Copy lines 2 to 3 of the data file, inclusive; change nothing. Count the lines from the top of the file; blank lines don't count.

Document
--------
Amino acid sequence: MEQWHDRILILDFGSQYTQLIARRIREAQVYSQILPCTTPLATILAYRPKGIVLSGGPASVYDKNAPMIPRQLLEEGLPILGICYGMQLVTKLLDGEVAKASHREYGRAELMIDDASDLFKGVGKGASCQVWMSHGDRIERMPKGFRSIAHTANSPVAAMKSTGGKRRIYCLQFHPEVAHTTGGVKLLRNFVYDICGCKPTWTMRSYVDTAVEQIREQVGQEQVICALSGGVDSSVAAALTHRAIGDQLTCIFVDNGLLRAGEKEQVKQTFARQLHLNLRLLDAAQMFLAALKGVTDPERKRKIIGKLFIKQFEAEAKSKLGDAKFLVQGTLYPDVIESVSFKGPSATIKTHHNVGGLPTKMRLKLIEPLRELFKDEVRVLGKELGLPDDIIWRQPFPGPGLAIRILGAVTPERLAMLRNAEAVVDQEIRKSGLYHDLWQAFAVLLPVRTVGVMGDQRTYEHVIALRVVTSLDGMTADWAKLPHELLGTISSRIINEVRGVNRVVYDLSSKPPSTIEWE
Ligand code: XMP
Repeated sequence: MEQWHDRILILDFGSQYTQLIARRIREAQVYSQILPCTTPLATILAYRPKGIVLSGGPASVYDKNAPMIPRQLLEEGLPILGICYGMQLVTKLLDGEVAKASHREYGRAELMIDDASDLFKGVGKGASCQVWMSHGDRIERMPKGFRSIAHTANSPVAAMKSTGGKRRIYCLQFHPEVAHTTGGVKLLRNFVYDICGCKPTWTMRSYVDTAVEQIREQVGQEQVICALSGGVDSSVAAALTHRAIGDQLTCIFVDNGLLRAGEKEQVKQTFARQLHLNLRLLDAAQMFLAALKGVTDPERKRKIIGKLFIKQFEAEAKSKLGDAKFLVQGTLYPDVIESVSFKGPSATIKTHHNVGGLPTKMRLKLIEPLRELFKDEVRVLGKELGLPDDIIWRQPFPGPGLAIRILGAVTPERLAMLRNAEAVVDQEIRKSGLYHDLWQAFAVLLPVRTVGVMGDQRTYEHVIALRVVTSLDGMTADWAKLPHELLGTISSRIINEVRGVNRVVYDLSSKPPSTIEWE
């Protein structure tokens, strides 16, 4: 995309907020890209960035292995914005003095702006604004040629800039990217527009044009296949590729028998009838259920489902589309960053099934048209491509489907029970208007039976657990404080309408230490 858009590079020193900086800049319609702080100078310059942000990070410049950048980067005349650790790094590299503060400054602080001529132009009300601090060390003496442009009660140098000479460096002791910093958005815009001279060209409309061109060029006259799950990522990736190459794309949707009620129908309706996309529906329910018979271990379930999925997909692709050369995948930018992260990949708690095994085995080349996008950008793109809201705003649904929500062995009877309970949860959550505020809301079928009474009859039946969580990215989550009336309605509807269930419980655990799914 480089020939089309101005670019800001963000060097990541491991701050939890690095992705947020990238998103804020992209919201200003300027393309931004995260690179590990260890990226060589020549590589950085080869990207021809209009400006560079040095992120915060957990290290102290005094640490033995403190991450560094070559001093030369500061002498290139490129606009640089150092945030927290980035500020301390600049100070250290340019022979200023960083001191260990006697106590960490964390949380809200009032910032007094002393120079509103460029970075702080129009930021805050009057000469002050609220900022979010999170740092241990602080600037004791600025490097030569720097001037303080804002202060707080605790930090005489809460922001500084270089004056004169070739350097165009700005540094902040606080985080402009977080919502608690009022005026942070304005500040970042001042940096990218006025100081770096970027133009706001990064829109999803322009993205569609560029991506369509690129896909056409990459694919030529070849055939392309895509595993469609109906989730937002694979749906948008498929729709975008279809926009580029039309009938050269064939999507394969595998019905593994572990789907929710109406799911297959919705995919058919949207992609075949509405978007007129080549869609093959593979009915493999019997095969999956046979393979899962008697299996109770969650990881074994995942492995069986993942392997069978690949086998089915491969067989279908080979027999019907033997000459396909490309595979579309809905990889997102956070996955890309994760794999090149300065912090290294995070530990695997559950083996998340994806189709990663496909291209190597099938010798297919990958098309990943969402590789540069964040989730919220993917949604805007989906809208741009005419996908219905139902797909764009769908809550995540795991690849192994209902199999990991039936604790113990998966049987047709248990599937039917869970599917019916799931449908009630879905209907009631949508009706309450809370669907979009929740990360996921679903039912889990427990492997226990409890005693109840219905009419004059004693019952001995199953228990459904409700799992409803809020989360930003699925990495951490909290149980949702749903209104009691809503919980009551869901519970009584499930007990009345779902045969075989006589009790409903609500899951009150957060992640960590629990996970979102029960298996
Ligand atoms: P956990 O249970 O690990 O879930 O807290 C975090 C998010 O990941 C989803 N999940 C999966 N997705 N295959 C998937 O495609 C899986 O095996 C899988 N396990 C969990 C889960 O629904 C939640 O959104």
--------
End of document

Ligand code: XMP
Repeated sequence: MEQWHDRILILDFGSQYTQLIARRIREAQVYSQILPCTTPLATILAYRPKGIVLSGGPASVYDKNAPMIPRQLLEEGLPILGICYGMQLVTKLLDGEVAKASHREYGRAELMIDDASDLFKGVGKGASCQVWMSHGDRIERMPKGFRSIAHTANSPVAAMKSTGGKRRIYCLQFHPEVAHTTGGVKLLRNFVYDICGCKPTWTMRSYVDTAVEQIREQVGQEQVICALSGGVDSSVAAALTHRAIGDQLTCIFVDNGLLRAGEKEQVKQTFARQLHLNLRLLDAAQMFLAALKGVTDPERKRKIIGKLFIKQFEAEAKSKLGDAKFLVQGTLYPDVIESVSFKGPSATIKTHHNVGGLPTKMRLKLIEPLRELFKDEVRVLGKELGLPDDIIWRQPFPGPGLAIRILGAVTPERLAMLRNAEAVVDQEIRKSGLYHDLWQAFAVLLPVRTVGVMGDQRTYEHVIALRVVTSLDGMTADWAKLPHELLGTISSRIINEVRGVNRVVYDLSSKPPSTIEWE